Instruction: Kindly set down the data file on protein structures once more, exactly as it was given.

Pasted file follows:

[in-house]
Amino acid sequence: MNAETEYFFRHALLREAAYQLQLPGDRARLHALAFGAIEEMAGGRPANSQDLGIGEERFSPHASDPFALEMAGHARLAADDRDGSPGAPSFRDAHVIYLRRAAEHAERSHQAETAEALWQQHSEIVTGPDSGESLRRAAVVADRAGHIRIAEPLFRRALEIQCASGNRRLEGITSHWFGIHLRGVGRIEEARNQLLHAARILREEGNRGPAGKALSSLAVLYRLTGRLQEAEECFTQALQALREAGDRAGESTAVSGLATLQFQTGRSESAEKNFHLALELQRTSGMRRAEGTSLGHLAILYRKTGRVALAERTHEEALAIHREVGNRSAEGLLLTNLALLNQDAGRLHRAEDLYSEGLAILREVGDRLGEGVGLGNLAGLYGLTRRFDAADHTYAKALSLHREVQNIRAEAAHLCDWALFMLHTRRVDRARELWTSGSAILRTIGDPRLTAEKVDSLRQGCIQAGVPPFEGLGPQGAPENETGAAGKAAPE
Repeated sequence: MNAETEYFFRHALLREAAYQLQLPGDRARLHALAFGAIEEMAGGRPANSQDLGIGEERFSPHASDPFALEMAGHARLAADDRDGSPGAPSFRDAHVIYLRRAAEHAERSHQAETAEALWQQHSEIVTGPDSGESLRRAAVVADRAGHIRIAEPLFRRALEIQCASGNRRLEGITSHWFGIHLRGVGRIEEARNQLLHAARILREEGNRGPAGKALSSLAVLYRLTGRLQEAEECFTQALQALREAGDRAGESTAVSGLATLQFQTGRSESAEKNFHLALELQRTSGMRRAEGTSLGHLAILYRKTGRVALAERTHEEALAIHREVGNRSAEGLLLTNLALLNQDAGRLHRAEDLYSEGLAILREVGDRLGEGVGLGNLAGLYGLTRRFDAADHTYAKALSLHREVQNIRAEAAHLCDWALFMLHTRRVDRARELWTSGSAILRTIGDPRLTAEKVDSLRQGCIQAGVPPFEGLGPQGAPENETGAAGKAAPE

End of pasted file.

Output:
[in-house]
Amino acid sequence: MNAETEYFFRHALLREAAYQLQLPGDRARLHALAFGAIEEMAGGRPANSQDLGIGEERFSPHASDPFALEMAGHARLAADDRDGSPGAPSFRDAHVIYLRRAAEHAERSHQAETAEALWQQHSEIVTGPDSGESLRRAAVVADRAGHIRIAEPLFRRALEIQCASGNRRLEGITSHWFGIHLRGVGRIEEARNQLLHAARILREEGNRGPAGKALSSLAVLYRLTGRLQEAEECFTQALQALREAGDRAGESTAVSGLATLQFQTGRSESAEKNFHLALELQRTSGMRRAEGTSLGHLAILYRKTGRVALAERTHEEALAIHREVGNRSAEGLLLTNLALLNQDAGRLHRAEDLYSEGLAILREVGDRLGEGVGLGNLAGLYGLTRRFDAADHTYAKALSLHREVQNIRAEAAHLCDWALFMLHTRRVDRARELWTSGSAILRTIGDPRLTAEKVDSLRQGCIQAGVPPFEGLGPQGAPENETGAAGKAAPE
Repeated sequence: MNAETEYFFRHALLREAAYQLQLPGDRARLHALAFGAIEEMAGGRPANSQDLGIGEERFSPHASDPFALEMAGHARLAADDRDGSPGAPSFRDAHVIYLRRAAEHAERSHQAETAEALWQQHSEIVTGPDSGESLRRAAVVADRAGHIRIAEPLFRRALEIQCASGNRRLEGITSHWFGIHLRGVGRIEEARNQLLHAARILREEGNRGPAGKALSSLAVLYRLTGRLQEAEECFTQALQALREAGDRAGESTAVSGLATLQFQTGRSESAEKNFHLALELQRTSGMRRAEGTSLGHLAILYRKTGRVALAERTHEEALAIHREVGNRSAEGLLLTNLALLNQDAGRLHRAEDLYSEGLAILREVGDRLGEGVGLGNLAGLYGLTRRFDAADHTYAKALSLHREVQNIRAEAAHLCDWALFMLHTRRVDRARELWTSGSAILRTIGDPRLTAEKVDSLRQGCIQAGVPPFEGLGPQGAPENETGAAGKAAPE